Why Do Starbucks’s Valentine’s Drinks Contain Something Called ‘Chocolatey’ Chips?

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For Valentine’s this week, Starbucks rolled out a trio of festive drinks — there’s a Molten Chocolate Latte with "chocolatey chips" melted into the espresso, a Molten Chocolate Frappuccino with "chocolatey chips" blended in, and a Molten Hot Chocolate with "chocolatey chips" folded into some steamed milk.

Wait — with chocolate-what chips?

Turns out that as far as the FDA is concerned, the new drinks’ ingredients are technically chocolate-ish, not chocolate. That means the chain can’t use the word people commonly associate with little pieces of chocolate. One of Consumerist’s readers noticed the odd terminology, and the blog writes that this is "all the federal Food and Drug Administration’s fault," but that’s only true in the sense that the agency decides what is and isn’t technically chocolate. Starbucks gets to choose which chocolate-flavored bits it uses, and it went with some that can’t, per the FDA’s standard, use the word chocolate on the label. (Fans of the Double Chocolaty Chip Frappuccino finally have an explanation for that drink’s cutesy name, too — and yes, there’s no e in it.)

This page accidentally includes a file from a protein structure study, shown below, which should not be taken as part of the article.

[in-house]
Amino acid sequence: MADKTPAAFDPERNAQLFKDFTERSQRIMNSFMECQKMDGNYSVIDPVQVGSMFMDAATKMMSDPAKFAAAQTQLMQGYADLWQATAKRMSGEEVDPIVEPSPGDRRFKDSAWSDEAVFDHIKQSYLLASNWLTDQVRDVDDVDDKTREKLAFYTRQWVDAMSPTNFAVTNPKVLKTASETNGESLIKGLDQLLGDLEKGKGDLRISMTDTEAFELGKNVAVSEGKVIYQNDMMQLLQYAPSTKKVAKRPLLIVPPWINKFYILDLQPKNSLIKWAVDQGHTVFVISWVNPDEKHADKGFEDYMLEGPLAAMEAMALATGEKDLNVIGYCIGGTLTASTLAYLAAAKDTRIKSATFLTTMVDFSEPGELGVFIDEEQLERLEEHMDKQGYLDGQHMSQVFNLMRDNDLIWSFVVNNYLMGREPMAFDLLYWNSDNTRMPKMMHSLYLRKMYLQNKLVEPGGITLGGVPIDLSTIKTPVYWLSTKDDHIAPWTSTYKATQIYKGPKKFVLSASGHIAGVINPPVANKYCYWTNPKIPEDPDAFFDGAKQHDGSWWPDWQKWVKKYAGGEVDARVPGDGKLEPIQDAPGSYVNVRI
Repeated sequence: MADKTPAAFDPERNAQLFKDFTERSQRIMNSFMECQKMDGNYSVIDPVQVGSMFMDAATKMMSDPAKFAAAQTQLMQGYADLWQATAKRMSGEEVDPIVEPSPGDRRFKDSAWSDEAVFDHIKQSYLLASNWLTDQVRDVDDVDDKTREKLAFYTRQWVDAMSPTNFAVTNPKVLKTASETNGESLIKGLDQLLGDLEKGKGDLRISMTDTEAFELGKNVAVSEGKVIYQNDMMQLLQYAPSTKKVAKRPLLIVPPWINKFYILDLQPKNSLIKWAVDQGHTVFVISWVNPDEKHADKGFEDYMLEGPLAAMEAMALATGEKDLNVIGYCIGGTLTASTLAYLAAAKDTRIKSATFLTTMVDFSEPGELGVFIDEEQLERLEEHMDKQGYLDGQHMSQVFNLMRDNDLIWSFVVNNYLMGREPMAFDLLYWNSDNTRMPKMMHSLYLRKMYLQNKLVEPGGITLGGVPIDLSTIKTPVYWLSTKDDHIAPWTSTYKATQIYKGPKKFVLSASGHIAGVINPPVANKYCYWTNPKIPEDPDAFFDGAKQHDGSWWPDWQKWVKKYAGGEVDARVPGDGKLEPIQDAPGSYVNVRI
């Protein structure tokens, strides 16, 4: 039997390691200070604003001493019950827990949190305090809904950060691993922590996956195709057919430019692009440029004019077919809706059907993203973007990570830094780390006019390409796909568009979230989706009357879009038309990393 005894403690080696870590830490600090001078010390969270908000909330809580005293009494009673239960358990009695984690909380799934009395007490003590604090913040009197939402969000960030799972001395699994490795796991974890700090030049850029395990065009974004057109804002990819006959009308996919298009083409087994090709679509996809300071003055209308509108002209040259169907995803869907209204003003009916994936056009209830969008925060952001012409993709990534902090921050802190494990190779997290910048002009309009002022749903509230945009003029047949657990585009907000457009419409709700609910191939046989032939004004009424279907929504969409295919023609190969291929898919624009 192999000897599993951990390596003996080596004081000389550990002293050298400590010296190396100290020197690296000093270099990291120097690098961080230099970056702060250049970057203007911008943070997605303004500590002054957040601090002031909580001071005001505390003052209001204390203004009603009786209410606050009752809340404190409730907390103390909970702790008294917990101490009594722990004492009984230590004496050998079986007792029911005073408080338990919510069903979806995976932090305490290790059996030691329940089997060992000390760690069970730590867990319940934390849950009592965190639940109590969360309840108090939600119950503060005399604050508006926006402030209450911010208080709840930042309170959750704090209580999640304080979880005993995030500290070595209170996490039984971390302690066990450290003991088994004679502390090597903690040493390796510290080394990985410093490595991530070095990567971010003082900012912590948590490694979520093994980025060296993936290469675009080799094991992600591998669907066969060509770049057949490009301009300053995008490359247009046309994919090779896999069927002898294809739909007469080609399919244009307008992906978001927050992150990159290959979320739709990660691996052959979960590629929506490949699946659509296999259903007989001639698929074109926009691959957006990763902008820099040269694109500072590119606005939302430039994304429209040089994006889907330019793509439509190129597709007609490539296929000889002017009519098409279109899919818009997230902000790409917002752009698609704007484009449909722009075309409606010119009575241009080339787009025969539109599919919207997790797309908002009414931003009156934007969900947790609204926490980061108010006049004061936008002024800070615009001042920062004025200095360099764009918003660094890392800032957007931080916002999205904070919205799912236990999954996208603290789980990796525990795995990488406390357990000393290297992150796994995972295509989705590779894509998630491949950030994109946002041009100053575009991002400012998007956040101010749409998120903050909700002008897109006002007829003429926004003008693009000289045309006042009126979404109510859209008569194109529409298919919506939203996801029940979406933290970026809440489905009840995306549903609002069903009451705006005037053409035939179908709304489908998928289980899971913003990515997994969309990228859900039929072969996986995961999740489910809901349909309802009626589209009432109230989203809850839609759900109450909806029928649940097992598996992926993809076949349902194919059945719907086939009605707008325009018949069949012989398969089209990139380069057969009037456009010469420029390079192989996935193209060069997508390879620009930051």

The FDA’s standard for sweet chocolate (that is, not milk chocolate or bittersweet chocolate, which both have different standards) is that it must contain "not less than 15 percent by weight of chocolate liquor." Chocolate liquor is chocolatier-speak for liquid cocoa mass (for the booze version, it’s liqueur). Here, now, is the ingredient list for Starbucks’s chocolatey chips:

Confectionery Coating (Sugar, 100% RSPO Palm Kernel And Palm Oils, Cocoa Processed With Alkali, Soy Lecithin, Vanilla, Milk), Cocoa Processed With Alkali, Cookie Crumbs (Unbleached Unenriched Wheat Flour, Sugar, Palm And Palm Kernel Oil, Cocoa Processed With Alkali, Chocolate Mass, Salt, Baking Soda, Soy Lecithin, Natural Flavor), Chocolate Mass (2%), And Salt.

Other ingredients include versions of cocoa as well, but "chocolate mass" comes in late and low, at 2 percent. For comparison, here’s what’s in a bag of Hershey’s semisweet chocolate chips that you can buy at Walmart for baking purposes:

Semi-sweet Chocolate (Sugar; Chocolate; Cocoa Butter; Milk Fat; Soy Lecithin; Vanillin; Artificial Flavor; Milk)

Consumerist asked Starbucks why they didn’t use actual chocolate chips, and the company’s rep explained: "This is the best recipe for ease of melting in our Molten Chocolate handcrafted beverages and blending into Frappuccino Blended Beverages." The translation seems to be that real chocolate chips are pricey for a mass-produced drink that can only sell for $5.

[Consumerist]